Miami Dolphins: How Should They Address Needs at Wide Receiver?

Garrett BakerSenior Analyst IMarch 4, 2013

GREEN BAY, WI - SEPTEMBER 30:  Wide receiver Greg Jennings #85 of the Green Bay Packers looks on prior to the start of the game against the New Orleans Saints at Lambeau Field on September 30, 2012 in Green Bay, Wisconsin.  (Photo by Jeff Gross/Getty Images)
Jeff Gross/Getty Images

The Miami Dolphins seem to finally have a franchise quarterback in Ryan Tannehill. Now the Dolphins have to figure out how to get Tannehill some quality receivers to throw to. 

Last season, Tannehill showed a lot of promise as a rookie even though he was working with an extremely weak receiving corps. Brian Hartline had a semi-breakout season and established himself as a reliable option if nothing else. He should be re-signed this offseason. 

Hartline and Davone Bess were the only two receivers with more than 11 catches on the season. Anthony Fasano is an underappreciated but still pretty average receiving tight end. And it could be debated whether guys like Marlon Moore, Rishard Matthews, Charles Clay and Armon Binns even belong on an NFL roster. 

So the Dolphins need both receivers and tight ends. And they don't only need a top talent, they need depth as well. Luckily for Miami, there are a lot of potential receivers out there for them to pursue in both free agency and the draft.

But how exactly should Miami approach solving this problem? There are a number of ways they can go about boosting their receiving corps, but I have one really good place to start: not signing Mike Wallace.

The Dolphins have been linked to Wallace already, but I don't think this would be a good move for them at all. Wallace is incredibly talentedhe has blazing speed and good hands, and he is in the physical prime of his career. At the same time, his numbers have generally declined every year over the past three seasons.

Then last spring, Wallace went through some rough contract negotiations with Pittsburgh, turning down a deal that was even bigger than the five-year, $55.5 million contract Vincent Jackson signed with Tampa Bay that same offseason. 

He was reportedly unhappy after being franchise tagged, and he voiced his frustration while his production dropped significantly. He admitted that he didn't focus as much, which is a very big red flag. So, in my book, that makes not signing Wallace (at an estimated $60 million) a no-brainer.

After Wallace, Dwayne Bowe and Greg Jennings are the top two free-agent wide receivers available. Miami needs to go after both, but I think Jennings should be top priority given his consistency and familiarity with Joe Philbin.

The Dolphins' draft should rely solely on whether or not they sign one of those top free agents. If they do sign one of them, then their goal would be to get depth in the draft. 

This would mean they would use at least one of their four picks in the second and third rounds on a wide receiver, and then another of those picks (or a fourth-rounder) on either another receiver or a tight end.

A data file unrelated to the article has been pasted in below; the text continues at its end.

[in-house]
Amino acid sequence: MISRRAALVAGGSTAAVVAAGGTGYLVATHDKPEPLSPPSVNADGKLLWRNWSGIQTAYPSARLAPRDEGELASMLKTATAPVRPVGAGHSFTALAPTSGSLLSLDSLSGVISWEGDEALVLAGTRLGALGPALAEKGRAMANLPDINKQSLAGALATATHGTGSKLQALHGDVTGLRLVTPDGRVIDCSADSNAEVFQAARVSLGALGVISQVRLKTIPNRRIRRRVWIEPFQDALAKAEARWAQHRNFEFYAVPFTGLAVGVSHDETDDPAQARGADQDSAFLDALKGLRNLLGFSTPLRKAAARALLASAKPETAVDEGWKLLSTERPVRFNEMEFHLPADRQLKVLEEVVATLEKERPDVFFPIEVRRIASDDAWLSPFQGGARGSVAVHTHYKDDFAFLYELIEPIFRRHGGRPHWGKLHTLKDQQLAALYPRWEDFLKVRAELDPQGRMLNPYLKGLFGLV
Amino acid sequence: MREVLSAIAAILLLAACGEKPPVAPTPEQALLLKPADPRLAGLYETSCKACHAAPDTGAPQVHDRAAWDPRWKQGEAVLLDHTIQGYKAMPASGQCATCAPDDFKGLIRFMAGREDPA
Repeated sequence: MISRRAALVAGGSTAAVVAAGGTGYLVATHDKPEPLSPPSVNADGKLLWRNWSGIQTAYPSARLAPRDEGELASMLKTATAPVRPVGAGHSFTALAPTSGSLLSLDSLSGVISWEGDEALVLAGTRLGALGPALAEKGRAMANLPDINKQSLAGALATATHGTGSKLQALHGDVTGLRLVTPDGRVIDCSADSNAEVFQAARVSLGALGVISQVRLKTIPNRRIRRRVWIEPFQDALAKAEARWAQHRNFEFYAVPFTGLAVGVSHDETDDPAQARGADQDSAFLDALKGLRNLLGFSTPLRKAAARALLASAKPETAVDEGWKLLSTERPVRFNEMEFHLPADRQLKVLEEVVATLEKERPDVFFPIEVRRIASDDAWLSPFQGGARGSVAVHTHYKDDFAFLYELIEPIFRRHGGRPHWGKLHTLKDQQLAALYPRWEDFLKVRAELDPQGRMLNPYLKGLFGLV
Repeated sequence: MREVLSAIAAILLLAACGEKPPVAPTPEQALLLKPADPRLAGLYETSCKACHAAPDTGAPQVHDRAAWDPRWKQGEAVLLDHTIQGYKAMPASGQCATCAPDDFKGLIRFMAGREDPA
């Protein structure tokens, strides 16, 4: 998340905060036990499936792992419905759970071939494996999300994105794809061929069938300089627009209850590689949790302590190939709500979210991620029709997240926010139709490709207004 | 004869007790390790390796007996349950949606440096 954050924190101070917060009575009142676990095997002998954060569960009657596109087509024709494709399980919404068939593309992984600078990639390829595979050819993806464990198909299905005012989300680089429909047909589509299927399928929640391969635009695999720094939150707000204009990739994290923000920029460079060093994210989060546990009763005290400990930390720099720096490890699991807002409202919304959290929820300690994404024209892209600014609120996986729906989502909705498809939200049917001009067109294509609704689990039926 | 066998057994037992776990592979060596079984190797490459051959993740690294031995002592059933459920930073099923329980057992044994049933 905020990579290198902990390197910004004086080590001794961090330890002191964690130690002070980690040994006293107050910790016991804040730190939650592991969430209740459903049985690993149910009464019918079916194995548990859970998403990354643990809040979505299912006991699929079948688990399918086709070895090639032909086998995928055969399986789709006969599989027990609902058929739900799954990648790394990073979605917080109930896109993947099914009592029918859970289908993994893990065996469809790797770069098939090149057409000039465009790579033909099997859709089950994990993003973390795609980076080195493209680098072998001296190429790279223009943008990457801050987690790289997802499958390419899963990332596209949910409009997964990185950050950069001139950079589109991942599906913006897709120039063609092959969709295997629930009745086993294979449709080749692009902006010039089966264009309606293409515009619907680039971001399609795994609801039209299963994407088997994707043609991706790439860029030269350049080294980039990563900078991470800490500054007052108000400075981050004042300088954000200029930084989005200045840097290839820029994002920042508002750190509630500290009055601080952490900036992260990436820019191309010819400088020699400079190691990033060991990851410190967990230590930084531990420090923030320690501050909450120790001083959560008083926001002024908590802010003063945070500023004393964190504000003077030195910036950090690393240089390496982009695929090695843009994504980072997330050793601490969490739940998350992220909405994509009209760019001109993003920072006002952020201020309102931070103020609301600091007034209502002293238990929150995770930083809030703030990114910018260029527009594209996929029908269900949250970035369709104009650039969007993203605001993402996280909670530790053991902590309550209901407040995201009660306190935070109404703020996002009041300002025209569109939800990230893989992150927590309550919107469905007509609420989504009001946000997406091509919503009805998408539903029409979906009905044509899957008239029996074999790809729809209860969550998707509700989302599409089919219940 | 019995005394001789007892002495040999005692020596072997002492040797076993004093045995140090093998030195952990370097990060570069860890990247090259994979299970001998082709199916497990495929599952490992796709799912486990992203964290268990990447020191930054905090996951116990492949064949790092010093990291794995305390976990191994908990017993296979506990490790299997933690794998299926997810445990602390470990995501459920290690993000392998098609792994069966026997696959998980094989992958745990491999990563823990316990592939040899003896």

I think Tyler Eifert would be a great option as a tight end, and while it's a bit of a long shot, he may be available for the Dolphins' earlier second-round pick. Wide receivers that deserve mention as good possible depth fits would be Quinton Patton, Stedman Bailey, Ryan Swope and Da'Rick Rogers.

Patton and Bailey are both a little undersized, but both have great hands, body control and route-running ability. They were extremely productive in college and could become solid No. 2 receivers in the NFL. 

Swope has the Texas A&M connection with Tannehill and offensive coordinator Mike Sherman, which could give him a leg up on the competition. I am a bit higher on Swope than most, and I think he would absolutely be deserving of an early third-round pick for Miami.

Rogers is a bit of a risk because of some character questions. After being suspended indefinitely from Tennessee, Rogers quickly transferred to Tennessee Tech, where he put up some big numbers against weaker competition. But Rogers is undoubtedly talented, and he could fall to the fourth round, where I think Miami could definitely take a shot on him.

If Miami does not sign Wallace, Jennings or Bowe, then they will have to look at the draft in a slightly different manner. Cordarrelle Patterson is the one player I think could be worthy of the Dolphins' first-round pick.

Patterson is a freakish athlete, and he could become an elite NFL receiver if he plays up to his potential. He doesn't have the track record of some of the other receivers, but his raw potential alone has pushed him way up on most people's draft boards.

In the off chance that Patterson isn't there at the 12th slot, Miami will really have to bunker down and get some of the other talent in the draft. Keenan Allen and Justin Hunter are the other two receivers in the draft that have the ceiling of becoming very good No. 1 receivers in the NFL.

Zach Ertz is another elite tight end along with Eifert who would be in consideration if the Dolphins don't sign a top FA receiver or draft Patterson. Three other receivers Miami could consider are Robert Woods, DeAndre Hopkins and Terrance Williams, although they would all preferably be the second receiver Miami drafted, after Allen or Hunter. 

The bottom line is that Miami needs to figure out which direction they want to take in approaching their wide receiver deficiency. Whether it's going all out in free agency, deciding to stock up in the draft or a combination of the two, they need to get help for Tannehill.

The Dolphins need to add a top-level talent and a depth receiver, and they could upgrade at tight end as well. If they don't make big improvements, it will make their decision of drafting Tannehill worthless.